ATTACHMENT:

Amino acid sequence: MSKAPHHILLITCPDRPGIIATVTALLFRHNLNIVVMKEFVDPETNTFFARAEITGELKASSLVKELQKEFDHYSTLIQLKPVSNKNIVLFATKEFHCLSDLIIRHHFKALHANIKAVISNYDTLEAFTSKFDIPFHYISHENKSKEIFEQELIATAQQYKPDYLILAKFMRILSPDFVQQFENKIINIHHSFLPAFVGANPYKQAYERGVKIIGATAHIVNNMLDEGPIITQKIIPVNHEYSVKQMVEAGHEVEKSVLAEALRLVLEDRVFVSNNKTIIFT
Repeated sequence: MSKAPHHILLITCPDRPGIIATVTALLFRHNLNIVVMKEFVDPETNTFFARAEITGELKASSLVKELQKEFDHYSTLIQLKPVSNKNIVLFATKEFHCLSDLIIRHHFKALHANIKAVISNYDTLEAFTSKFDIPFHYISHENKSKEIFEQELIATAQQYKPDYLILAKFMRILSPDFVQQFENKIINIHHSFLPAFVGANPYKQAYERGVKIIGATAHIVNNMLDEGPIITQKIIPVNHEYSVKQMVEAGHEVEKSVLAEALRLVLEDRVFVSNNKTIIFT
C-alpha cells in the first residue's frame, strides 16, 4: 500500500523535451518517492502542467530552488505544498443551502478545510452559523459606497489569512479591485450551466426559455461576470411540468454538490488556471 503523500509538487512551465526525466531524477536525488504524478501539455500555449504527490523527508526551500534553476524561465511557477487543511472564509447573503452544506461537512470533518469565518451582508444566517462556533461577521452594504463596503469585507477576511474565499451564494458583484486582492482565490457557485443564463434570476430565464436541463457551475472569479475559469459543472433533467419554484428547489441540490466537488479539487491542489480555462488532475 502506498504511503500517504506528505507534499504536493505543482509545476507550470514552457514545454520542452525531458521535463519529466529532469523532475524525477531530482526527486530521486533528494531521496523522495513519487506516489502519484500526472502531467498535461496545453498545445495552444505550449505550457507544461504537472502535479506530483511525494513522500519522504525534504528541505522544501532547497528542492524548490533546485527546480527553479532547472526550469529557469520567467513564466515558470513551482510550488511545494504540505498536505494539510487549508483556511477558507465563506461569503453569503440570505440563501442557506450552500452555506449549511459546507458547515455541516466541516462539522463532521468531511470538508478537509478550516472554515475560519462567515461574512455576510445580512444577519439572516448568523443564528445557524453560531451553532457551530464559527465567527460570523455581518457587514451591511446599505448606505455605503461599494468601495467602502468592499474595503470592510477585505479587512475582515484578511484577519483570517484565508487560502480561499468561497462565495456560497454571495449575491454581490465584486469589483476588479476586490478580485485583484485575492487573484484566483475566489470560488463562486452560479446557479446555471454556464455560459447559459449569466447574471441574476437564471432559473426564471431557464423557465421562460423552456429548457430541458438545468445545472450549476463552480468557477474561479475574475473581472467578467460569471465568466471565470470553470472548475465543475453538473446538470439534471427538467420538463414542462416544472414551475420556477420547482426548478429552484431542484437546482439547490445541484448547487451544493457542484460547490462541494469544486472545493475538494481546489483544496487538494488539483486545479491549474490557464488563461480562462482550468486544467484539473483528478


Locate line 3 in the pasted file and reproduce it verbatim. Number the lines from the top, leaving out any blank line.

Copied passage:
C-alpha cells in the first residue's frame, strides 16, 4: 500500500523535451518517492502542467530552488505544498443551502478545510452559523459606497489569512479591485450551466426559455461576470411540468454538490488556471 503523500509538487512551465526525466531524477536525488504524478501539455500555449504527490523527508526551500534553476524561465511557477487543511472564509447573503452544506461537512470533518469565518451582508444566517462556533461577521452594504463596503469585507477576511474565499451564494458583484486582492482565490457557485443564463434570476430565464436541463457551475472569479475559469459543472433533467419554484428547489441540490466537488479539487491542489480555462488532475 502506498504511503500517504506528505507534499504536493505543482509545476507550470514552457514545454520542452525531458521535463519529466529532469523532475524525477531530482526527486530521486533528494531521496523522495513519487506516489502519484500526472502531467498535461496545453498545445495552444505550449505550457507544461504537472502535479506530483511525494513522500519522504525534504528541505522544501532547497528542492524548490533546485527546480527553479532547472526550469529557469520567467513564466515558470513551482510550488511545494504540505498536505494539510487549508483556511477558507465563506461569503453569503440570505440563501442557506450552500452555506449549511459546507458547515455541516466541516462539522463532521468531511470538508478537509478550516472554515475560519462567515461574512455576510445580512444577519439572516448568523443564528445557524453560531451553532457551530464559527465567527460570523455581518457587514451591511446599505448606505455605503461599494468601495467602502468592499474595503470592510477585505479587512475582515484578511484577519483570517484565508487560502480561499468561497462565495456560497454571495449575491454581490465584486469589483476588479476586490478580485485583484485575492487573484484566483475566489470560488463562486452560479446557479446555471454556464455560459447559459449569466447574471441574476437564471432559473426564471431557464423557465421562460423552456429548457430541458438545468445545472450549476463552480468557477474561479475574475473581472467578467460569471465568466471565470470553470472548475465543475453538473446538470439534471427538467420538463414542462416544472414551475420556477420547482426548478429552484431542484437546482439547490445541484448547487451544493457542484460547490462541494469544486472545493475538494481546489483544496487538494488539483486545479491549474490557464488563461480562462482550468486544467484539473483528478